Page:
“There might be a hybrid scheme ‘Shop Out to Eat Out to Help Out’ to incentivise Brits to visit shops”
Henley Business School professor Adrian Palmer said the government’s objective was to use Eat Out to Help Out as “a means to an end, and the end was to stimulate the broader economy, not just the restaurant sector”.
“Could there be other more effective ways of achieving this end? Subsidised incentives to travel by train? Subsidised theatre tickets?” Palmer told Retail Gazette.
“If the objective is to bring life back to town centres, maybe the government should consider a short-term scheme to give subsidised lunch vouchers to workers returning to their offices.
“The government isn’t running a business to make private profit, but to induce wider spending and confidence building. It is against these benchmarks that intervention must be judged.
“Happy hours, off-peak pricing and special opening offers are among tools that have been used by restaurants for a long time to keep their proposition nimble and relevant in changing market conditions.
“Creative propositions may allow restaurants and retailers to help each other out, for example retailers could offer vouchers for a meal at a nearby restaurant, making a visit to a shopping centre a more attractive proposition and helping to utilise the capacity of both retailers and restaurants.”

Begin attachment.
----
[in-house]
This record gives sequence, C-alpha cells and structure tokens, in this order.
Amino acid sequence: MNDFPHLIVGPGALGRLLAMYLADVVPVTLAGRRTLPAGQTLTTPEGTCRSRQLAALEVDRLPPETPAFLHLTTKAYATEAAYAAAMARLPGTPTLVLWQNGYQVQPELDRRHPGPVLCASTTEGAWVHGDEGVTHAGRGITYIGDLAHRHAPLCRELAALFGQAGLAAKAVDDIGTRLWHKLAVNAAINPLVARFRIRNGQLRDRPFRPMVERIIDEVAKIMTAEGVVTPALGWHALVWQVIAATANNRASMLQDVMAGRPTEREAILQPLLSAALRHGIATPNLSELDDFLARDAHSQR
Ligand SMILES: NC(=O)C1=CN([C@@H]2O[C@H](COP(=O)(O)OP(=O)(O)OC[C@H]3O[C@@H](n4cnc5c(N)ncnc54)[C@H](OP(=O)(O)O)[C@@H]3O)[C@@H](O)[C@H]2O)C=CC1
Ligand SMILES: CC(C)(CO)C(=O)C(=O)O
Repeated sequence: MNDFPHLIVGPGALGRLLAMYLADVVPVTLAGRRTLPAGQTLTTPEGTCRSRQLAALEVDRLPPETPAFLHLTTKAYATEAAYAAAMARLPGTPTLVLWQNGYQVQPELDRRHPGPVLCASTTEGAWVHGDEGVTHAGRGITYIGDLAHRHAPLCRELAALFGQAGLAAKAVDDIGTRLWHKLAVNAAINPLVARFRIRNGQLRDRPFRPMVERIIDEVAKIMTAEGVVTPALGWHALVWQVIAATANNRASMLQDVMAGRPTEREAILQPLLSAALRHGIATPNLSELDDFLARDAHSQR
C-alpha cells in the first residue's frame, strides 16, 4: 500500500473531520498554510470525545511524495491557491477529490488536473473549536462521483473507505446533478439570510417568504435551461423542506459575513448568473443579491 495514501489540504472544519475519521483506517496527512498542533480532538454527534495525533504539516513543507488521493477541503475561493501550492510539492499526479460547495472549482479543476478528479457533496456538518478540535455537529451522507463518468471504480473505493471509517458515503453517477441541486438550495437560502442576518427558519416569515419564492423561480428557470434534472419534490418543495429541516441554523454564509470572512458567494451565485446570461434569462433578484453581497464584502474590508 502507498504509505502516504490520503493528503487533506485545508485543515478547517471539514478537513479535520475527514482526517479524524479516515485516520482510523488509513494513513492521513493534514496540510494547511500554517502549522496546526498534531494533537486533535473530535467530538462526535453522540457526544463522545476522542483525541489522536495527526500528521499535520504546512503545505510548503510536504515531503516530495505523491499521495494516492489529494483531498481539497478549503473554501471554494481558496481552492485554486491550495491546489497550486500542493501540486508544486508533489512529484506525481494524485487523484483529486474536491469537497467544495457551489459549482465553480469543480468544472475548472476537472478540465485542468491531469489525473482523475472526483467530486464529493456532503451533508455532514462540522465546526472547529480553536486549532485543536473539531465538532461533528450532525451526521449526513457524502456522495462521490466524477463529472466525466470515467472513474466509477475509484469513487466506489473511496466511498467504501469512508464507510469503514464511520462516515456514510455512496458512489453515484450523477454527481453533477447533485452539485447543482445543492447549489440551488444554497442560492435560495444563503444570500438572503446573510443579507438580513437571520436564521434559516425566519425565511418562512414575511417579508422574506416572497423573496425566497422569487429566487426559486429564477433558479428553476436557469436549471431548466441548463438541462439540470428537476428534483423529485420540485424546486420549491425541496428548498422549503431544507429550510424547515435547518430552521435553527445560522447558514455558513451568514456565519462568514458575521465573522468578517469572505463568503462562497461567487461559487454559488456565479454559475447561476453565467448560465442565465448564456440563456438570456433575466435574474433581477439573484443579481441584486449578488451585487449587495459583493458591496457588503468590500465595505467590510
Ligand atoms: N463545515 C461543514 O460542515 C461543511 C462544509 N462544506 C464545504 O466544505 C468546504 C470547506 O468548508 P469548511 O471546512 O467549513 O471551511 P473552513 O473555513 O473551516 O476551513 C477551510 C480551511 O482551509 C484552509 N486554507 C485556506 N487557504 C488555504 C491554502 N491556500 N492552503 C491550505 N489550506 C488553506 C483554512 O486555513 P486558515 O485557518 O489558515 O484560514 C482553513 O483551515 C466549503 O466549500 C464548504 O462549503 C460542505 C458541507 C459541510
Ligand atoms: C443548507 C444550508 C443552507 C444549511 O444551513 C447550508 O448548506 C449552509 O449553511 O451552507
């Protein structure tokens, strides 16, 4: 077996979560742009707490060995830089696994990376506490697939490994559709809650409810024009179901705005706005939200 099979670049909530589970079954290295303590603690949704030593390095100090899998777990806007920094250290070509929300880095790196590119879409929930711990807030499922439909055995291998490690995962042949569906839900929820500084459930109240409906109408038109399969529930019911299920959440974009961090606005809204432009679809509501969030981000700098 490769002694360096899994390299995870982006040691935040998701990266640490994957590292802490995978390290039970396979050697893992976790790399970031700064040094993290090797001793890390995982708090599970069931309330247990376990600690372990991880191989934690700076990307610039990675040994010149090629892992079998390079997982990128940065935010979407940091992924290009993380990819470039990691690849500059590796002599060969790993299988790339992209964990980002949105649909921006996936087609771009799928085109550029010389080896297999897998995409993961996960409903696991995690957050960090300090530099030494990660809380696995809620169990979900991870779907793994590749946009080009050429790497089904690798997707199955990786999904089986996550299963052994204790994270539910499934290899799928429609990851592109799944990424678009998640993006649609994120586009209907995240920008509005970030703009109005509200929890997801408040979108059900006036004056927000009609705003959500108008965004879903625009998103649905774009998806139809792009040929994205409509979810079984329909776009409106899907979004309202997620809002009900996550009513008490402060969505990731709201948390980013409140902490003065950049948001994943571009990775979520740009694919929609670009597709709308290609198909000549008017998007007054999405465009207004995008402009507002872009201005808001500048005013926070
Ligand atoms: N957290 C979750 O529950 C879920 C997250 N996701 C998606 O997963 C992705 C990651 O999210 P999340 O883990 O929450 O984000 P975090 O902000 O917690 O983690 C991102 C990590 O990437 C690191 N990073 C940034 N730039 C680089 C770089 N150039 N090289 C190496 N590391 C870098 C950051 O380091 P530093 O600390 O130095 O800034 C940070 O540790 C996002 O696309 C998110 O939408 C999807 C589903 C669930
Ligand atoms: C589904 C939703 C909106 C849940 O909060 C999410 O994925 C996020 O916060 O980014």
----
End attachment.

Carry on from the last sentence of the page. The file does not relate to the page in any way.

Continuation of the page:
Given that over 60 million meals were served via the scheme, retail expert and Nottingham Business School research associate Nelson Blackley said it has “hopefully demonstrated to millions of people that, with adequate hygiene and social distancing precautions in place, eating out again can be both a safe and enjoyable experience”.
“Irrespective of whether the scheme generated incremental sales overall during August, this alone was an extremely important impact of this initiative,” Blackley said.
“Its success should therefore encourage the Chancellor to consider some further selective and imaginative follow-on interventions.”
He added: “There is no doubt help is needed since data from Springboard shows that the recovery of high streets is being ‘hampered by far lower levels of activity in large cities which account for the greatest volumes’ – meaning footfall is still 34.9 percent lower than last year.”
Blackley also said there were “several areas which the Treasury could realistically look to do this in a way which could not only be operationally viable but bring benefits to a wide range of shoppers”.
“The introduction of subsidised car parking – the cost of car parking is always mentioned in shopper surveys as a barrier to visiting town and city centres,” he said.